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AABBs are pretty convenient and powerful, but they break down really quickly when you have objects that have to rotate.
That's because a rotated AABB isn't axis-aligned anymore, which is what made it so powerful and convenient.
Then load the pre-calculated data when you run your game.
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Having these dynamic bounding boxes helps greatly when dealing with collision detection and collision response. When loading your images into your game, you calculate the smallest rectangle possible, based on the pixel data.
If a pixel is transparent, we do not include it in our rectangle, otherwise, we do.
I will be writing more than 300 articles for this series.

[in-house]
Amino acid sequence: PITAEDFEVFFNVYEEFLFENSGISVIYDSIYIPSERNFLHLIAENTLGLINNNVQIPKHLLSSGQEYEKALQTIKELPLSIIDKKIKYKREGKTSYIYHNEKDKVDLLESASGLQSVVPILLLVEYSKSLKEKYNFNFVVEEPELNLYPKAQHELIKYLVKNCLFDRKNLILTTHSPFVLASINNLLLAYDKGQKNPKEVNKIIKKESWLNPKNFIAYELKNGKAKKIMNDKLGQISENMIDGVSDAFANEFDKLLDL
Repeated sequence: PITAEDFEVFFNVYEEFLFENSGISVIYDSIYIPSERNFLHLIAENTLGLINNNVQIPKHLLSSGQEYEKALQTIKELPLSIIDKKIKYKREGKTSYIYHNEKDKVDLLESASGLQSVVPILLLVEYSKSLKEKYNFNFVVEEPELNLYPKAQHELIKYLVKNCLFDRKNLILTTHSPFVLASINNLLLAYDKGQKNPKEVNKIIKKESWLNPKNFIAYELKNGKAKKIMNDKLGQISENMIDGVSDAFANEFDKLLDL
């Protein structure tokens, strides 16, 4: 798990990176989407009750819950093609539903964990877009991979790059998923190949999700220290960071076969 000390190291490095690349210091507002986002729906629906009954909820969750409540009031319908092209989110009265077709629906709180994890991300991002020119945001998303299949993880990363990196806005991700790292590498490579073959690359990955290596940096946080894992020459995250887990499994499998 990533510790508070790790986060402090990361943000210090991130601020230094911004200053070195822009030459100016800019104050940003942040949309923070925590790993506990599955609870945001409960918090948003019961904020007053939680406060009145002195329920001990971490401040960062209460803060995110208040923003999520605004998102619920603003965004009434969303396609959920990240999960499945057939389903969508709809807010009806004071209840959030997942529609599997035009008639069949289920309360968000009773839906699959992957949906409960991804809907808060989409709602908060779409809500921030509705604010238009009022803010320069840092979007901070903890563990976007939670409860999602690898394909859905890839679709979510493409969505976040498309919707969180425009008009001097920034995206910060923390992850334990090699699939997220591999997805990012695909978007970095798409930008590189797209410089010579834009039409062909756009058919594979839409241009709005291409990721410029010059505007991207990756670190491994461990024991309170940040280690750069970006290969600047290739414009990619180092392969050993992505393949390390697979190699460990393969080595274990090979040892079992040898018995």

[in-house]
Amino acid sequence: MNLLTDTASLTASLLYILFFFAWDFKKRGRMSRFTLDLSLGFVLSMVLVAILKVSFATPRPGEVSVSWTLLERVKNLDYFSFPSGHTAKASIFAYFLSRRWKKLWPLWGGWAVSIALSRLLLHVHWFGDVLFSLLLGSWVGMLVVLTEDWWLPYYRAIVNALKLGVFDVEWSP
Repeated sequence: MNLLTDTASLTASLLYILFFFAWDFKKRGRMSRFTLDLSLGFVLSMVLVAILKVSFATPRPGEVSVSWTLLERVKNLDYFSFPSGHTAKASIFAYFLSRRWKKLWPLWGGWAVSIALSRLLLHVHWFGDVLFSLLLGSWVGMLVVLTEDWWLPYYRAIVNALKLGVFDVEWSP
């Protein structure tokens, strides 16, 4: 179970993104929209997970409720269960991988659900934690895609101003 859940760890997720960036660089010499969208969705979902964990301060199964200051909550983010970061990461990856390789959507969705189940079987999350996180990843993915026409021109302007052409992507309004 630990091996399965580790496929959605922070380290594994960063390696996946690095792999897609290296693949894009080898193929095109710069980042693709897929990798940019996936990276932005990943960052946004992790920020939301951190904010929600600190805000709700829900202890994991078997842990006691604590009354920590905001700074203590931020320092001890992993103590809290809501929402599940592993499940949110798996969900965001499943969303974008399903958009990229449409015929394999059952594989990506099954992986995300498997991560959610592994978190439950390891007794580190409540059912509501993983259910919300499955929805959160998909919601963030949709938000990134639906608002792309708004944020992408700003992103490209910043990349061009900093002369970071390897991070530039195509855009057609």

Bounding Box is a structure which defines an axis-aligned box-shaped 3D volume.
There are a lot of ways that collision detection can be done.Take a look at the following code: Run the calculations during your loading phase of your game once, and all your images will have pre-calculated their bounding box data.You can further optimize by running the calculations once, and saving the bounds data to file.You can stay with bounding boxes, even if you're using rotation, but it requires one of two things: recalculate the bounding box on each update (so the box's dimensions will change as you rotate) or by switching to non-aligned bounding boxes.Neither of these are unreasonable options, but we can also just simply try a different shape. The first is that it solves the problem I just described. There's no recalculation needed, and it doesn't require different math to make things work.
At the heart of most games is checking for the collision of different objects in the game.